I couldn’t believe what I tasted when I took the first bite from this croissant. The croissant is buttery and flaky (credits to the bakery though) and the filling is full of rich, moist frangipane. This is definetly my new favorite breakfast. It’s even way better than incredible Sunday morning Eggs Benedict, that should tell you enough.
Recipe adapted from Tartine, by Elisabeth Prueitt and Chad Robertson.
2 parts almond paste (in Dutch this is called amandelspijs)
1 part egg
1 part melted butter
100 g caster sugar
75 g water
2 tbsp brandy
This recipe will make enough syrup for 12 croissants, but you can scale down the recipe very easily. I left out the brandy because I didn’t have any and I’ve used a different recipe for the frangipane than the book. Because I’ve made a whole batch and stored the leftovers in the freezer, I’m not quite sure what the exact amounts are which you’ll need for your croissants. I’ve used 160 g of almond paste, 80 g of egg and 80 g of melted butter. I’ve used about 2/3 of the mixture for four croissants. This should give you a rough indication of much you should make.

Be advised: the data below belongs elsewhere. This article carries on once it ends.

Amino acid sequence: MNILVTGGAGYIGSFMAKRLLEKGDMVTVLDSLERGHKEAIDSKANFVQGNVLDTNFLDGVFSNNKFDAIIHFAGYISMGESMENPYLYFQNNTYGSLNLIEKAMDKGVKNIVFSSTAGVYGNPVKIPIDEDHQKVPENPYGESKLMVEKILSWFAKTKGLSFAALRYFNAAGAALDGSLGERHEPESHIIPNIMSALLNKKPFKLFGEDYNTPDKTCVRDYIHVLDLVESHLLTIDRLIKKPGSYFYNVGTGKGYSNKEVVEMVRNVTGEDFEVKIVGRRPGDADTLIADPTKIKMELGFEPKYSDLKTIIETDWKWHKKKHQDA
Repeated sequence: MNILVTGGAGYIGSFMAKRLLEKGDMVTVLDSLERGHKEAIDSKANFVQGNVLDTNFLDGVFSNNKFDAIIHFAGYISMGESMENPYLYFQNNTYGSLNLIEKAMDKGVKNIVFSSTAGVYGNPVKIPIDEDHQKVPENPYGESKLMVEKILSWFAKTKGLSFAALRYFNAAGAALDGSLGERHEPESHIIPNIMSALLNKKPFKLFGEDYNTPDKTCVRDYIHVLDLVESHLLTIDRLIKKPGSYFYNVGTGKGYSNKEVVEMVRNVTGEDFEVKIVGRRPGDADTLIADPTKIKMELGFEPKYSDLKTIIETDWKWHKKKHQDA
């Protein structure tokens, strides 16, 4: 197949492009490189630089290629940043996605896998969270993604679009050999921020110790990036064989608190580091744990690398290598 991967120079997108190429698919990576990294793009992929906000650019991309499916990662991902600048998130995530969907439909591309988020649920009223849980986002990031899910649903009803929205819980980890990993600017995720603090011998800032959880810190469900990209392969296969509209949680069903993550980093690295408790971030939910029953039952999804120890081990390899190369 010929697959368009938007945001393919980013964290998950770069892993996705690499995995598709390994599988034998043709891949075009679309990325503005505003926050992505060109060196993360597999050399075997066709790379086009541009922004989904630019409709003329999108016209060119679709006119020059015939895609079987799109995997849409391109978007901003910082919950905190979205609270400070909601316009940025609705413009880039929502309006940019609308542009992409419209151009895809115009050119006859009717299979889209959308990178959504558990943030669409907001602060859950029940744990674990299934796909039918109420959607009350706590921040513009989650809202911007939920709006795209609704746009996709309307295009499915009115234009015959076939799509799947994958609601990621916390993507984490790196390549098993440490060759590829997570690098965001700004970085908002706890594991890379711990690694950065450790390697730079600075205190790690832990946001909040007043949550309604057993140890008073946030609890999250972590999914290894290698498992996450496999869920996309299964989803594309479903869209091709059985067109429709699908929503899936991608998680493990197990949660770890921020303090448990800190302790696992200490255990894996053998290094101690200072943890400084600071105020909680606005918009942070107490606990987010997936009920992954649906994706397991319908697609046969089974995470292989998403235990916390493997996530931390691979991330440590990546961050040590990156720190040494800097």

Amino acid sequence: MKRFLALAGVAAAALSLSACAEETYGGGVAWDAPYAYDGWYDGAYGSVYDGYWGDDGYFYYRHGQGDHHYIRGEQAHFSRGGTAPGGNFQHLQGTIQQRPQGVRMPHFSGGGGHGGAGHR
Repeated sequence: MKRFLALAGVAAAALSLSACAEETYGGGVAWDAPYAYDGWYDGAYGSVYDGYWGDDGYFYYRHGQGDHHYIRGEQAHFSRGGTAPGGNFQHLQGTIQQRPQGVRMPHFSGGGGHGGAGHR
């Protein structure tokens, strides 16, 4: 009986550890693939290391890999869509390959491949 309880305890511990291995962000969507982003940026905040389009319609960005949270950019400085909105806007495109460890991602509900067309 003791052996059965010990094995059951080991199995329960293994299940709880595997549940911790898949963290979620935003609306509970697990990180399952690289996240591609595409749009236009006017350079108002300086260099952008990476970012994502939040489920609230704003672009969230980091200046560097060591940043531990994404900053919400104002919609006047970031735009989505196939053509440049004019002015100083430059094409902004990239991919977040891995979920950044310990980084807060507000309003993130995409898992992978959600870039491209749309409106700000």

Preheat the oven to 180˚C/350˚F.
Put the sugar and water in a small saucepan and place it over low heat. Don’t let it bowl, just make sure the sugar is incorporated. Turn of the heat, add the brandy and stir.
Cut your almond paste in little cubes and place them into a mixing bowl. Melt the butter (in a microwave or in a pan), pour it over the almond paste and add the eggs. Whisk it with an electric mixer, make sure all the little chunks of almond paste are gone and it has become a creamy almond batter, this is called frangipane.
Slice your croissants horizontally. Moisten both the bottom and the top on the cut sides with the syrup. Spread a good amount of frangipane on the bottom half of the croissant, place the top side back on top of the bottom. Spread some more frangipane on top of the croissant and sprinkle with sliced almonds.
Place the croissants on a baking sheet and bake for 20-30 minutes.
The filling will be quite hot when the croissants come out of the oven. Leave them to cool for a couple of minutes and practice your patience, otherwise you’ll burn your mouth just as I did.